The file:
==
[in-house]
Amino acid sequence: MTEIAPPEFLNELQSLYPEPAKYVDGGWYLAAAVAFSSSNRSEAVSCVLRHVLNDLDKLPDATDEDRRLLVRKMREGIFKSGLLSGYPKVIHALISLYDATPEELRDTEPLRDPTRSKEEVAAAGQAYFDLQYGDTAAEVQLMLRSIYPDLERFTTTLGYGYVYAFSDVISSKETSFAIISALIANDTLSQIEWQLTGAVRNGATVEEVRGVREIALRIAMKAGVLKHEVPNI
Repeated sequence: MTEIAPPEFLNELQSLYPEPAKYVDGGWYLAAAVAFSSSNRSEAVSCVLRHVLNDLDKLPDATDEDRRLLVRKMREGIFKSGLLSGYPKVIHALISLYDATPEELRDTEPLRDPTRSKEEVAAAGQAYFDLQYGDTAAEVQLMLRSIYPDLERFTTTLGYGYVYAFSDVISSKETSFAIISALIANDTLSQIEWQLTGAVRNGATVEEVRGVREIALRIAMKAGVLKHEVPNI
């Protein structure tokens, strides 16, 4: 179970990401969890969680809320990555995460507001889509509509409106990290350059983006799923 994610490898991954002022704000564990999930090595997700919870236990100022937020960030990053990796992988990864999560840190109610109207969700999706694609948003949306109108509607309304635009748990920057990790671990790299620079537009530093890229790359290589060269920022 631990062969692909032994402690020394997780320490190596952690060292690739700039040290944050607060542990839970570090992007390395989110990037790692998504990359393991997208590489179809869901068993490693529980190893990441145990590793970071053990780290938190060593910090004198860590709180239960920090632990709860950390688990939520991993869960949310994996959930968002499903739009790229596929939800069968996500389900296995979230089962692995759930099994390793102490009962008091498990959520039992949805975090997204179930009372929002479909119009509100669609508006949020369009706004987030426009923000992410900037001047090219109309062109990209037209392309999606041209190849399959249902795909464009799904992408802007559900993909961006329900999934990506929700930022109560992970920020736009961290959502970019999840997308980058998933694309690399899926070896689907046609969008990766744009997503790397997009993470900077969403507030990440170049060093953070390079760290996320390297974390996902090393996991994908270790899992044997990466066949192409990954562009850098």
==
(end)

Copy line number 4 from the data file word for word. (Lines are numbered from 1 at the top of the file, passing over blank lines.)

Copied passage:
């Protein structure tokens, strides 16, 4: 179970990401969890969680809320990555995460507001889509509509409106990290350059983006799923 994610490898991954002022704000564990999930090595997700919870236990100022937020960030990053990796992988990864999560840190109610109207969700999706694609948003949306109108509607309304635009748990920057990790671990790299620079537009530093890229790359290589060269920022 631990062969692909032994402690020394997780320490190596952690060292690739700039040290944050607060542990839970570090992007390395989110990037790692998504990359393991997208590489179809869901068993490693529980190893990441145990590793970071053990780290938190060593910090004198860590709180239960920090632990709860950390688990939520991993869960949310994996959930968002499903739009790229596929939800069968996500389900296995979230089962692995759930099994390793102490009962008091498990959520039992949805975090997204179930009372929002479909119009509100669609508006949020369009706004987030426009923000992410900037001047090219109309062109990209037209392309999606041209190849399959249902795909464009799904992408802007559900993909961006329900999934990506929700930022109560992970920020736009961290959502970019999840997308980058998933694309690399899926070896689907046609969008990766744009997503790397997009993470900077969403507030990440170049060093953070390079760290996320390297974390996902090393996991994908270790899992044997990466066949192409990954562009850098």